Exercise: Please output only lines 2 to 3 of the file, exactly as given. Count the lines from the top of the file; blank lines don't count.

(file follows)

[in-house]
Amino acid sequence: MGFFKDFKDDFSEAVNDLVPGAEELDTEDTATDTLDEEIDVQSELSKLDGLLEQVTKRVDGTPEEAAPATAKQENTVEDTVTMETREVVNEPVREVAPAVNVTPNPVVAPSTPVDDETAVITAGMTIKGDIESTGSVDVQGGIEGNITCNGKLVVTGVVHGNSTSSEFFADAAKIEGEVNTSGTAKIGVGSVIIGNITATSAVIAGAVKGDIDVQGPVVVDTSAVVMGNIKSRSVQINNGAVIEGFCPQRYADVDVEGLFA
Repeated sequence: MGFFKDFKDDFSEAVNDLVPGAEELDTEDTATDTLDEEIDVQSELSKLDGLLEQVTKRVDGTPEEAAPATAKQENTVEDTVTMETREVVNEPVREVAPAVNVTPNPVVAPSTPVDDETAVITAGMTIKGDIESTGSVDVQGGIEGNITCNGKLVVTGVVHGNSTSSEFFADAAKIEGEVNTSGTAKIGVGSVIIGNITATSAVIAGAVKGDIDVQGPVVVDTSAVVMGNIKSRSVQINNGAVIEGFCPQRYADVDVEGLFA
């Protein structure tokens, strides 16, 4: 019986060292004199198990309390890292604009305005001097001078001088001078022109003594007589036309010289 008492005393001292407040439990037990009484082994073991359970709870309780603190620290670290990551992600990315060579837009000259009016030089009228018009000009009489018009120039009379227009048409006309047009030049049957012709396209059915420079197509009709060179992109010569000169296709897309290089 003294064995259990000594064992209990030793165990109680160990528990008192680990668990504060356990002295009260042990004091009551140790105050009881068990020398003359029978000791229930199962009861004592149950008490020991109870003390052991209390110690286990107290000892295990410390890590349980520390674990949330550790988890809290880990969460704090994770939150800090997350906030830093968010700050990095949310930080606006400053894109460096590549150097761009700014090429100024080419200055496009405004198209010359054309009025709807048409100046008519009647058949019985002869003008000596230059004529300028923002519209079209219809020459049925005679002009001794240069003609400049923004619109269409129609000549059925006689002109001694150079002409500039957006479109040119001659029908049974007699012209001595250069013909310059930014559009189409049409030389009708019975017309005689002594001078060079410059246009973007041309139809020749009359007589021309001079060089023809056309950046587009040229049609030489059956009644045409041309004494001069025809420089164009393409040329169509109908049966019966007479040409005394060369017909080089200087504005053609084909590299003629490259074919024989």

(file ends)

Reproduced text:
Amino acid sequence: MGFFKDFKDDFSEAVNDLVPGAEELDTEDTATDTLDEEIDVQSELSKLDGLLEQVTKRVDGTPEEAAPATAKQENTVEDTVTMETREVVNEPVREVAPAVNVTPNPVVAPSTPVDDETAVITAGMTIKGDIESTGSVDVQGGIEGNITCNGKLVVTGVVHGNSTSSEFFADAAKIEGEVNTSGTAKIGVGSVIIGNITATSAVIAGAVKGDIDVQGPVVVDTSAVVMGNIKSRSVQINNGAVIEGFCPQRYADVDVEGLFA
Repeated sequence: MGFFKDFKDDFSEAVNDLVPGAEELDTEDTATDTLDEEIDVQSELSKLDGLLEQVTKRVDGTPEEAAPATAKQENTVEDTVTMETREVVNEPVREVAPAVNVTPNPVVAPSTPVDDETAVITAGMTIKGDIESTGSVDVQGGIEGNITCNGKLVVTGVVHGNSTSSEFFADAAKIEGEVNTSGTAKIGVGSVIIGNITATSAVIAGAVKGDIDVQGPVVVDTSAVVMGNIKSRSVQINNGAVIEGFCPQRYADVDVEGLFA